• Develop and maintain a written enhanced source water control program demonstrating how the supplier will reduce, eliminate or alter the nature of constituents of concern in treated wastewater.
  • Develop and maintain a DPR operations program demonstrating how the supplier or wastewater entity will operate wastewater treatment processes and DPR.
  • Perform regular monitoring at critical control points for several target chemicals and indicator compounds, which may include unregulated chemicals such as per- and polyfluoroalkyl substances (PFAS).
  • Utilize a minimum of three separate critical control points for pathogen reduction, two of which must consist of one disinfection control point utilizing UV or ozone, and one filtration control point consisting of reverse osmosis, conventional or direct filtration, or an alternative filtration.

As Colorado’s hydrological environment changes, some water suppliers are concerned that depleted groundwater supplies once used as an environmental buffer could trigger the DPR rule’s heightened testing requirements if injection and withdrawal are deemed to be too close. The WQCC clarified that so long as a water supplier could show that discharged wastewater took more than 50 days to travel through a purifying aquifer, regulations related to the Groundwater Under the Direct Influence (GWUDI) Policy, and not the DPR rule, would apply. The WQCC conceded that in practice, water suppliers using Indirect Potable Reuse (IPR) through environmental buffers may still need to increase water quality monitoring to show that the DPR rule does not apply to their water supplies.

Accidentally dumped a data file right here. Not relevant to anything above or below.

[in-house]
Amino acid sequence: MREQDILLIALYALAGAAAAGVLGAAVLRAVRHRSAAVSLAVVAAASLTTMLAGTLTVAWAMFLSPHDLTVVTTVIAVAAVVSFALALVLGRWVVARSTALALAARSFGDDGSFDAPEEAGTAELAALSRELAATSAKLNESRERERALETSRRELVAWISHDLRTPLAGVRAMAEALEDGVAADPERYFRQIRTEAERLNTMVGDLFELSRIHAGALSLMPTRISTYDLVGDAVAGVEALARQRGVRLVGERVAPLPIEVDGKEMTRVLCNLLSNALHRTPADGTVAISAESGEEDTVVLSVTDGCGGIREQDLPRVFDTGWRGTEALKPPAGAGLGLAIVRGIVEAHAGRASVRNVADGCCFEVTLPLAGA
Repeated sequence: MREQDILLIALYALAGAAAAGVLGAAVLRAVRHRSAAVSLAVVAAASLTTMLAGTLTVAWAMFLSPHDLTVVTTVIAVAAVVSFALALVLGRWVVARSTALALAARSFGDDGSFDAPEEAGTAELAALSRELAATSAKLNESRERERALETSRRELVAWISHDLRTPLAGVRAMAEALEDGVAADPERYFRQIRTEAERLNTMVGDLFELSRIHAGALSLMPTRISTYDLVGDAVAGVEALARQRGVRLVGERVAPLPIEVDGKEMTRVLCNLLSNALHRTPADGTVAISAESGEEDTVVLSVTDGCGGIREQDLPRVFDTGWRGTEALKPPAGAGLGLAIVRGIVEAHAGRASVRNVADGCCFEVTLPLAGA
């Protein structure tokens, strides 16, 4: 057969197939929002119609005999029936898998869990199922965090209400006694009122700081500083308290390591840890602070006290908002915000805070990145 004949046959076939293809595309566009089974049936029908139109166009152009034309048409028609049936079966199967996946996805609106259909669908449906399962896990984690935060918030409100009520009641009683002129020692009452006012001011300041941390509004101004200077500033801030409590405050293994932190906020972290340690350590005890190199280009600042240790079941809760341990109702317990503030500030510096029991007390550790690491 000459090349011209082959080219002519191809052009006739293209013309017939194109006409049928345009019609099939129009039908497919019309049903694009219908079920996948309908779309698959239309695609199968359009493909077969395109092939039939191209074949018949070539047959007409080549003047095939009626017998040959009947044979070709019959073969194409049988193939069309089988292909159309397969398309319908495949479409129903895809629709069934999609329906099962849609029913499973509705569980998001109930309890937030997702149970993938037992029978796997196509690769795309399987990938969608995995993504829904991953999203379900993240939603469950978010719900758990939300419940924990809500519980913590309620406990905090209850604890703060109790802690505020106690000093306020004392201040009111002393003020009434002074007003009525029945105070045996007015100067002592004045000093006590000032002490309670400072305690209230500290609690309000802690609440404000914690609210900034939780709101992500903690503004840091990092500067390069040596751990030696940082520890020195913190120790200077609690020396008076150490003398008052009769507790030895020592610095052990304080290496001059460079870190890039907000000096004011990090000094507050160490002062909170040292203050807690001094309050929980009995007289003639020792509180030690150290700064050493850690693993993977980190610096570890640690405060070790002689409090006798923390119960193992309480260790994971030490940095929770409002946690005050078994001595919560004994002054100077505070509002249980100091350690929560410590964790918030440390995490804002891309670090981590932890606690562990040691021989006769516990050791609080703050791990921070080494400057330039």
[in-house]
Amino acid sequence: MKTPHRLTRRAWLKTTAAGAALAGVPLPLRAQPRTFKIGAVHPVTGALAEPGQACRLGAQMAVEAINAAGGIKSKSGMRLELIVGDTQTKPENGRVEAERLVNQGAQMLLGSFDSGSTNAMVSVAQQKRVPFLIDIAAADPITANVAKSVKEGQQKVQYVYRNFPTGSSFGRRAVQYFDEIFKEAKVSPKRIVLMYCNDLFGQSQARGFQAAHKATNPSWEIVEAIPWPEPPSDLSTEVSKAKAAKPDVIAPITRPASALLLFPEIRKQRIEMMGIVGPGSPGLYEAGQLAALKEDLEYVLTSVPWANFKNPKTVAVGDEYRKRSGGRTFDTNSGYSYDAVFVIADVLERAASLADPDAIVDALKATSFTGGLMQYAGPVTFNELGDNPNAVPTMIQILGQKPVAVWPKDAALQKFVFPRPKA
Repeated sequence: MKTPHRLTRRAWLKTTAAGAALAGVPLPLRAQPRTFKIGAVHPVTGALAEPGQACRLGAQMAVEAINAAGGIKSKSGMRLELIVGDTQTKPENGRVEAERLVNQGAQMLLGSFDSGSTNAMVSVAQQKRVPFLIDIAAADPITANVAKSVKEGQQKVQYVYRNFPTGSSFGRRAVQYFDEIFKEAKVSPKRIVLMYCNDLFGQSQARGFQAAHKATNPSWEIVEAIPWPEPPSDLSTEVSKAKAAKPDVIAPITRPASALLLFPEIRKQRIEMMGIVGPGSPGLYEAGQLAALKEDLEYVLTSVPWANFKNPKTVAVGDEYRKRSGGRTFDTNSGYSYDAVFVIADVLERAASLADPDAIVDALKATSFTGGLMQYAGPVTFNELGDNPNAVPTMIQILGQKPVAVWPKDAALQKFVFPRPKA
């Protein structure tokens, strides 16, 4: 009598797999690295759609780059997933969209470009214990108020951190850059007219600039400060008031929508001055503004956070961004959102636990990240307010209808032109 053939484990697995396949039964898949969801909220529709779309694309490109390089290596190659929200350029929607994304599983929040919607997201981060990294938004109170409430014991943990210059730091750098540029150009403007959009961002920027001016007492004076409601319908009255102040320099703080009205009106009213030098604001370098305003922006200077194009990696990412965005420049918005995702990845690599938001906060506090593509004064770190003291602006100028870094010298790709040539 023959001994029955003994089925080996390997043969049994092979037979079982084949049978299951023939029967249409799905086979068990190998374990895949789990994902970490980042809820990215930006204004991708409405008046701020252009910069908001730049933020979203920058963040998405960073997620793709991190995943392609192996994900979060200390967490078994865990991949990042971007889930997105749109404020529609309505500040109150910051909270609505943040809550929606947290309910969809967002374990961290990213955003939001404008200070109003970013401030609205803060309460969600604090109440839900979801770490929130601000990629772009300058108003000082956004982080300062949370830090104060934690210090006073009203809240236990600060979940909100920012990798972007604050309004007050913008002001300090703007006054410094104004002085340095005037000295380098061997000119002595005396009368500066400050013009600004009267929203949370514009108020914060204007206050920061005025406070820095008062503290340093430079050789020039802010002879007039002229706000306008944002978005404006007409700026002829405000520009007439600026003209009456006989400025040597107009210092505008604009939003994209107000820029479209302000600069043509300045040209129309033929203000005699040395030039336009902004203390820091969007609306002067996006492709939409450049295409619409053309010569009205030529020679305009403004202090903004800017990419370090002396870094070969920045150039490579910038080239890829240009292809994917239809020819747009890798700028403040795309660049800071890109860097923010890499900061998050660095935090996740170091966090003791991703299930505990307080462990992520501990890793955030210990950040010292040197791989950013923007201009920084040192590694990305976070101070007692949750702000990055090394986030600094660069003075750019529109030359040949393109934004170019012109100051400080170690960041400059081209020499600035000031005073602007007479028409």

While approval of the DPR regulations is a critical step toward meeting Colorado’s future water needs, implementation will require both years of preparation and significant investments of resources that many water suppliers may not be prepared to make immediately. Entities considering undertaking a DPR project (or those concerned that an IPR-based system might become subject to the DPR rule) should closely review their operations and facilities to ensure compliance with applicable regulations. Any modifications to how water supply systems operate may impact water rights and their administration, and entities should undertake a close review of anticipated impacts. Additionally, given the significant investments required for DPR, utilities considering such projects should evaluate funding opportunities and initiate early engagement with policymakers and stakeholders.